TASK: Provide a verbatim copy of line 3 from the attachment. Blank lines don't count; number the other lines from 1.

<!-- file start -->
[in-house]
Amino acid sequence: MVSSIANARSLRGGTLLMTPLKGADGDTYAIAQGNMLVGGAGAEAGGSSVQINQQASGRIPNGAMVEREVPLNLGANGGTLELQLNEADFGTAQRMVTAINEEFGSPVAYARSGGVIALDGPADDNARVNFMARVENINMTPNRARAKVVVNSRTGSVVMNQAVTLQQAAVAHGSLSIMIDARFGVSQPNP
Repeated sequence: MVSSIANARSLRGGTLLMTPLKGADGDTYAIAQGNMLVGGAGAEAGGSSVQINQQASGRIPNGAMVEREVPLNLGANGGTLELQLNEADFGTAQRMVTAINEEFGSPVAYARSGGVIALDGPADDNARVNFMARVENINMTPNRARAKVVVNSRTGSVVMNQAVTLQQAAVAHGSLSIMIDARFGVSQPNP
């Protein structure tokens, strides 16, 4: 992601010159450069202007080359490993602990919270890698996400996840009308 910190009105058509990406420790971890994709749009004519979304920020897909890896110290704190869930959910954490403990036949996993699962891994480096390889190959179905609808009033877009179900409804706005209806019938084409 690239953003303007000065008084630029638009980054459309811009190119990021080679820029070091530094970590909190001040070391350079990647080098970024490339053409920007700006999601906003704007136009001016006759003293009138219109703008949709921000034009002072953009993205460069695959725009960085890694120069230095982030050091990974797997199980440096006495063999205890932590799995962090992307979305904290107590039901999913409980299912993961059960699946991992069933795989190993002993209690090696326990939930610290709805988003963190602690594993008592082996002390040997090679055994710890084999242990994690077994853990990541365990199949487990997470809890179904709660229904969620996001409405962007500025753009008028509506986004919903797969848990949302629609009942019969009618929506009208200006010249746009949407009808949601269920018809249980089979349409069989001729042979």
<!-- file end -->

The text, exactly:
Repeated sequence: MVSSIANARSLRGGTLLMTPLKGADGDTYAIAQGNMLVGGAGAEAGGSSVQINQQASGRIPNGAMVEREVPLNLGANGGTLELQLNEADFGTAQRMVTAINEEFGSPVAYARSGGVIALDGPADDNARVNFMARVENINMTPNRARAKVVVNSRTGSVVMNQAVTLQQAAVAHGSLSIMIDARFGVSQPNP